Zapple emphasized that the county and hospital were both on board.

“Everybody is pulling on the same rope, we all want the harbor to continue to serve and those 16 beds to be here in New Hanover County and we’re all working to that end. Right now the missing link is direct conversation between the hospital and RHA,” Zapple said.

Beyond The Harbor’s lease, there are other, longer-term issues --- the most dire being funding.

There are several locations around the Wilmington area where RHA could relocate The Harbor, including the Harrelson Center in downtown Wilmington. No matter where The Harbor moves, it would likely require upfit to bring it up to required medical standards. But that initial cost is only part of the problem.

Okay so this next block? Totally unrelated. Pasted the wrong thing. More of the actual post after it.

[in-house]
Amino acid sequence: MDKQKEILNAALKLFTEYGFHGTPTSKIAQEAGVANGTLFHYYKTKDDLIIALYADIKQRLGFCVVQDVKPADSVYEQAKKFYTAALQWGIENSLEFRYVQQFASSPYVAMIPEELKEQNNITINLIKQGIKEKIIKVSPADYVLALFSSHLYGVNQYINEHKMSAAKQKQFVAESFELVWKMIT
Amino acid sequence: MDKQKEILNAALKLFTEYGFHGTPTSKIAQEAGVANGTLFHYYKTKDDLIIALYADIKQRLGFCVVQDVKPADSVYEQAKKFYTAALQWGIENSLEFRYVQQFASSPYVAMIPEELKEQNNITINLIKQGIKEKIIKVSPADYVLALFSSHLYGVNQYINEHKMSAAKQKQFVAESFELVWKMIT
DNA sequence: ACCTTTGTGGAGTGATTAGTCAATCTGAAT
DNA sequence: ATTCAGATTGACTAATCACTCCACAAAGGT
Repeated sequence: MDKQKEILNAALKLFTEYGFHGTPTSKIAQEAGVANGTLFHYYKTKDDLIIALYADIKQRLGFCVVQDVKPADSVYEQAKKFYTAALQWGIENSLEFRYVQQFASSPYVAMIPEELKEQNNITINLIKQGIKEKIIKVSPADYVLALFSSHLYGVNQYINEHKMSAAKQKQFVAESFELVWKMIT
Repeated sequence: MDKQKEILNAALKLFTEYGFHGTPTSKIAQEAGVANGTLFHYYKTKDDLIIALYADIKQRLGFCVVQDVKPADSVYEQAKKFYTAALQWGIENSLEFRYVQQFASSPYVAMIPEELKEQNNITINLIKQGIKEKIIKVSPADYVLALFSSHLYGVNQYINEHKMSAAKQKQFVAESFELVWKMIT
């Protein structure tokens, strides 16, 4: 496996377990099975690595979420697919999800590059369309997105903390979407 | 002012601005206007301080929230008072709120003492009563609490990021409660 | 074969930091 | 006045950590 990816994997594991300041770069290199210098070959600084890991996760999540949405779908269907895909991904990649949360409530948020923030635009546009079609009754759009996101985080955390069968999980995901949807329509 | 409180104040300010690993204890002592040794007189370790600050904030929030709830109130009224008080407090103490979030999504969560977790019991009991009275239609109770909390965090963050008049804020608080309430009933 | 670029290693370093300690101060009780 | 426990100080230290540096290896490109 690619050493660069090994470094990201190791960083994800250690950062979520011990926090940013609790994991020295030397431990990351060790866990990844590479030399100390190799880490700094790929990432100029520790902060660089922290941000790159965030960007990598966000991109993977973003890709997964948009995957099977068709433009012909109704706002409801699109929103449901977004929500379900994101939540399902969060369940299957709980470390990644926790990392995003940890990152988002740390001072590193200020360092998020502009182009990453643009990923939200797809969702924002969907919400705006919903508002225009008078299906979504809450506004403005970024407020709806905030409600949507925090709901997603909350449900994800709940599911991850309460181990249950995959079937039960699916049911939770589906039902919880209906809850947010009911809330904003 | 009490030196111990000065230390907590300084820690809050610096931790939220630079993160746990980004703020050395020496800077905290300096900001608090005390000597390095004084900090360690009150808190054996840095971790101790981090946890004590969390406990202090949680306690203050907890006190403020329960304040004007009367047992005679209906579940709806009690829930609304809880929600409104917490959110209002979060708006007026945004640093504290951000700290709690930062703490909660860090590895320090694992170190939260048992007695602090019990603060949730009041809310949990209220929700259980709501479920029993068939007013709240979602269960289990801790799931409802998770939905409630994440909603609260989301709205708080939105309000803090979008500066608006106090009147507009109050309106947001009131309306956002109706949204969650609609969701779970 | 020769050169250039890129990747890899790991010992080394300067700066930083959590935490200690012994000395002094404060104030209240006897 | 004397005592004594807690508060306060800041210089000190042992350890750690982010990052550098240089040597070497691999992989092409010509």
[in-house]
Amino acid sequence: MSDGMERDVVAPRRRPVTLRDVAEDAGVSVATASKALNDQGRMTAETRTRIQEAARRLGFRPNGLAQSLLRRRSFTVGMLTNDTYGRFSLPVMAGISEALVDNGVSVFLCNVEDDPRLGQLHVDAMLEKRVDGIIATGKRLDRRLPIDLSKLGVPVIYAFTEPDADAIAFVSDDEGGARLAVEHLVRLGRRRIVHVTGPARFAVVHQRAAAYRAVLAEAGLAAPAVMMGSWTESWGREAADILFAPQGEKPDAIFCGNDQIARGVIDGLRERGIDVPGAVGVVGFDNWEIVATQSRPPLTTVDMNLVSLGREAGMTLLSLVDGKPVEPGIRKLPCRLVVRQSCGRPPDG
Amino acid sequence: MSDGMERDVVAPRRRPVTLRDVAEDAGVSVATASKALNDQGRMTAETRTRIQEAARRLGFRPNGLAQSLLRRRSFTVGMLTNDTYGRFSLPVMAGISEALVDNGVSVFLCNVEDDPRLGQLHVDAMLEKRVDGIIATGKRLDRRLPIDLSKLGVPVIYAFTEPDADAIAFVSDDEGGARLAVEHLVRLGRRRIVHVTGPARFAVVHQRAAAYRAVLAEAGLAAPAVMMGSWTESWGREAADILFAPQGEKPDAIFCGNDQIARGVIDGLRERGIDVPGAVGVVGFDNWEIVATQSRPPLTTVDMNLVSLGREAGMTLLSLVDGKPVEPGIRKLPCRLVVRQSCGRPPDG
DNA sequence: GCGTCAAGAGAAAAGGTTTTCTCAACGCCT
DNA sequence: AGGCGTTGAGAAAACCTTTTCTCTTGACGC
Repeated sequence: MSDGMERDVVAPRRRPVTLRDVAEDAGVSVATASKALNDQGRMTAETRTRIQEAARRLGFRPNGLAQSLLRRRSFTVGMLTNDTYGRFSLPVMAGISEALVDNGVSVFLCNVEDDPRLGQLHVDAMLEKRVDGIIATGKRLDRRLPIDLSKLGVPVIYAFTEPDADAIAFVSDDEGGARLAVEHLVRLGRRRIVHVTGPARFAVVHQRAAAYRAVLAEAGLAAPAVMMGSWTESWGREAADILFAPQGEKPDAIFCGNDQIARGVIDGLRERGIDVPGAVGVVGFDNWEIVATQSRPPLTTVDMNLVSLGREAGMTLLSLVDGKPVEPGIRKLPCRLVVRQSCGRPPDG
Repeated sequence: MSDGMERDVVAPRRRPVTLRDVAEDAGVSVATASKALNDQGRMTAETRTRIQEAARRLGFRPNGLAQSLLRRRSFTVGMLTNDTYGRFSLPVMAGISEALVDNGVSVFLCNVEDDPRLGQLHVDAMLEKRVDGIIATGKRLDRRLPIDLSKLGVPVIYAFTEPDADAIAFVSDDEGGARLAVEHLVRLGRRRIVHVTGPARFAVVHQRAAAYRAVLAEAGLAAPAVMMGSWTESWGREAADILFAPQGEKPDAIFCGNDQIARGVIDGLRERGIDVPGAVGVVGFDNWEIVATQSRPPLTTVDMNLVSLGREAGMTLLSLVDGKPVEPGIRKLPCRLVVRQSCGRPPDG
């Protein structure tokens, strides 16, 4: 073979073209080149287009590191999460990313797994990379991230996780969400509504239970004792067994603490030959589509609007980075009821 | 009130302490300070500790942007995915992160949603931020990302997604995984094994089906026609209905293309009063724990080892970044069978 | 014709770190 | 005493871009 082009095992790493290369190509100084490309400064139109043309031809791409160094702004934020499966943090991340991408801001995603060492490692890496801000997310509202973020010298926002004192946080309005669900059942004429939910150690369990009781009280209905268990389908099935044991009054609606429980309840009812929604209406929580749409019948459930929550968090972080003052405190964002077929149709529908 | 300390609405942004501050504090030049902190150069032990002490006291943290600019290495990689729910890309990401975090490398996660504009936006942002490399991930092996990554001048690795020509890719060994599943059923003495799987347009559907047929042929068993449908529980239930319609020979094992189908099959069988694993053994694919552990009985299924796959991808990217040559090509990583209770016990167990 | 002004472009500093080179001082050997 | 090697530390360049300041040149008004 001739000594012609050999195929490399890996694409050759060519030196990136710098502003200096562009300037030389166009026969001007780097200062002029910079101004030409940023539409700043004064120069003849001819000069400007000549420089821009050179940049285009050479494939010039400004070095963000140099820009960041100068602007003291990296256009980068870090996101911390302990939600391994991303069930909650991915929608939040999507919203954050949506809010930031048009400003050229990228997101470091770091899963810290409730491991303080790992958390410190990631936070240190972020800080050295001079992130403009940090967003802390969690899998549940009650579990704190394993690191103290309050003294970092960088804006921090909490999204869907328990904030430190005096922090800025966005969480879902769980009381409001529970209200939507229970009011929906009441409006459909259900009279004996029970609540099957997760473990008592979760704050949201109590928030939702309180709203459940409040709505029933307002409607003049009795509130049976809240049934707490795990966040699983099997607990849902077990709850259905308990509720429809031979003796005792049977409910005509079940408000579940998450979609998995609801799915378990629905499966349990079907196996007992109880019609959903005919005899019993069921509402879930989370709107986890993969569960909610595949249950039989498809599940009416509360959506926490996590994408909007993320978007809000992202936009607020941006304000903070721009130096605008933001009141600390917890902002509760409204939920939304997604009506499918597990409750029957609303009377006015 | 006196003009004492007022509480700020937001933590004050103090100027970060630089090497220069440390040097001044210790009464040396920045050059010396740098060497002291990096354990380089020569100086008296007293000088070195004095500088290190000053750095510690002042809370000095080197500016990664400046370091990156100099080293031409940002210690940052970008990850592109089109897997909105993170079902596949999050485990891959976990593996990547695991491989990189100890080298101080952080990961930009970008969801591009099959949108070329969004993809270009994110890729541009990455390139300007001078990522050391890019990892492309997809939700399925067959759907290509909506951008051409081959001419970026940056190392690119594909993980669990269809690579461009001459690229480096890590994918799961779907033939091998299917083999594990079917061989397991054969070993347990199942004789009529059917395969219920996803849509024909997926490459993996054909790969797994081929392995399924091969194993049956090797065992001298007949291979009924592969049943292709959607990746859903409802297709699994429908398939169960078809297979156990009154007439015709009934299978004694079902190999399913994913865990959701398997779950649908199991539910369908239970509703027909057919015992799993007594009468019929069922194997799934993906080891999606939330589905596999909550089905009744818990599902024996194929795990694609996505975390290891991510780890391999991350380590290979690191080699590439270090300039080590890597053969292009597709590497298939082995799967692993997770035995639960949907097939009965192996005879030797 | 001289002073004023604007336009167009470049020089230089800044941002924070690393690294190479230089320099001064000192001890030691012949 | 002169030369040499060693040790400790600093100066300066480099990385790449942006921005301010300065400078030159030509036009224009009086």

Long-rang funding is wrapped up in the deeper uncertainties of North Carolina’s shift to a new form of Medicaid funding.

Right now, The Harbor receives funding from Trillium, the managed care organization that disburses state and federal funding in 26 counties across eastern and coastal North Carolina. According to Trillium, the new Standard Plans for Medicaid, which will go into effect at the beginning of the next fiscal year (July 1, 2021), means “Trillium will no longer be the primary or sole funder for these types of services.”

The rollout of a new plans for Medicaid shifts some funding responsibility from MCOs like Trillium to insurance companies. And, right now, it’s not clear exactly how that will impact facilities like the Harbor.

Both RHA’s local management and its corporate headquarters declined to comment on this uncertainty, but Trillium did, earlier this year.